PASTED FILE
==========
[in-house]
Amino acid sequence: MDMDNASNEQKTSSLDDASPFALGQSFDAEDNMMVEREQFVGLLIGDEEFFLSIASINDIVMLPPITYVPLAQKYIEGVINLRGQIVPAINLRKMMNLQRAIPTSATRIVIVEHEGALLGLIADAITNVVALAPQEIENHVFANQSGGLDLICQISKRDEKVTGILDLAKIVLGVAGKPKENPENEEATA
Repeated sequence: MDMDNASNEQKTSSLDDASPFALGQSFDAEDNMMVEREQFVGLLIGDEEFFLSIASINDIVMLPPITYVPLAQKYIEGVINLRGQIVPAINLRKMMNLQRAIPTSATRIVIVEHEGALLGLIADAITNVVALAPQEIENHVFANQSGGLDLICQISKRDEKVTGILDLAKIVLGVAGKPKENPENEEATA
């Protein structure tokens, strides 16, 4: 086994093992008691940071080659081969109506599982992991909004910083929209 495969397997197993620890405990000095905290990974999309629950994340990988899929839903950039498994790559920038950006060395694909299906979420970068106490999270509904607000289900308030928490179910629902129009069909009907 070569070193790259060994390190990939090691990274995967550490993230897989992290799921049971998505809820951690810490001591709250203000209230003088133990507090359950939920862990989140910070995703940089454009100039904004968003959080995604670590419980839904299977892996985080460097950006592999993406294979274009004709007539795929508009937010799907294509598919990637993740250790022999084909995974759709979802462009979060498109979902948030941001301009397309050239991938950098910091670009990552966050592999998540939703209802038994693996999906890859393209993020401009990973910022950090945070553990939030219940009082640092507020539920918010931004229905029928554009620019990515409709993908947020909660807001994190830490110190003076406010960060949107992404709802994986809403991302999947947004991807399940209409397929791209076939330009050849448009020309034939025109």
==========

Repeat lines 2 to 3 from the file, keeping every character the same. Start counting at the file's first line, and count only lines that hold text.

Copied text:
Amino acid sequence: MDMDNASNEQKTSSLDDASPFALGQSFDAEDNMMVEREQFVGLLIGDEEFFLSIASINDIVMLPPITYVPLAQKYIEGVINLRGQIVPAINLRKMMNLQRAIPTSATRIVIVEHEGALLGLIADAITNVVALAPQEIENHVFANQSGGLDLICQISKRDEKVTGILDLAKIVLGVAGKPKENPENEEATA
Repeated sequence: MDMDNASNEQKTSSLDDASPFALGQSFDAEDNMMVEREQFVGLLIGDEEFFLSIASINDIVMLPPITYVPLAQKYIEGVINLRGQIVPAINLRKMMNLQRAIPTSATRIVIVEHEGALLGLIADAITNVVALAPQEIENHVFANQSGGLDLICQISKRDEKVTGILDLAKIVLGVAGKPKENPENEEATA